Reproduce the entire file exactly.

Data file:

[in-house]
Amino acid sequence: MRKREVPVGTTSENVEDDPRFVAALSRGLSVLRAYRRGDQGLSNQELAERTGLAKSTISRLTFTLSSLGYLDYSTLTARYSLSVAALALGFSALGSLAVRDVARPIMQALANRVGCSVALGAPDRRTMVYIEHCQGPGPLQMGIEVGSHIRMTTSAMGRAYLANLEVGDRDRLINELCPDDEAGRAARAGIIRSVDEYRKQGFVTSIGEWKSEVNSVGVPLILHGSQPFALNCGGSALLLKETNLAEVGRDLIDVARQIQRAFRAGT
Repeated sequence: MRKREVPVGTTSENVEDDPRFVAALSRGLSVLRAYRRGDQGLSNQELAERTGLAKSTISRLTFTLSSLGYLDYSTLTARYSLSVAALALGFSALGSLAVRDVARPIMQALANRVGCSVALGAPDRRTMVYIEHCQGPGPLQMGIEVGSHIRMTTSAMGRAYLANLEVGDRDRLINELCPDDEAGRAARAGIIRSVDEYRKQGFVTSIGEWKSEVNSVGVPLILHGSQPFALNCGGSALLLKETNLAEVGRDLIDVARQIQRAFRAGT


[in-house]
Amino acid sequence: MRKREVPVGTTSENVEDDPRFVAALSRGLSVLRAYRRGDQGLSNQELAERTGLAKSTISRLTFTLSSLGYLDYSTLTARYSLSVAALALGFSALGSLAVRDVARPIMQALANRVGCSVALGAPDRRTMVYIEHCQGPGPLQMGIEVGSHIRMTTSAMGRAYLANLEVGDRDRLINELCPDDEAGRAARAGIIRSVDEYRKQGFVTSIGEWKSEVNSVGVPLILHGSQPFALNCGGSALLLKETNLAEVGRDLIDVARQIQRAFRAGT
Repeated sequence: MRKREVPVGTTSENVEDDPRFVAALSRGLSVLRAYRRGDQGLSNQELAERTGLAKSTISRLTFTLSSLGYLDYSTLTARYSLSVAALALGFSALGSLAVRDVARPIMQALANRVGCSVALGAPDRRTMVYIEHCQGPGPLQMGIEVGSHIRMTTSAMGRAYLANLEVGDRDRLINELCPDDEAGRAARAGIIRSVDEYRKQGFVTSIGEWKSEVNSVGVPLILHGSQPFALNCGGSALLLKETNLAEVGRDLIDVARQIQRAFRAGT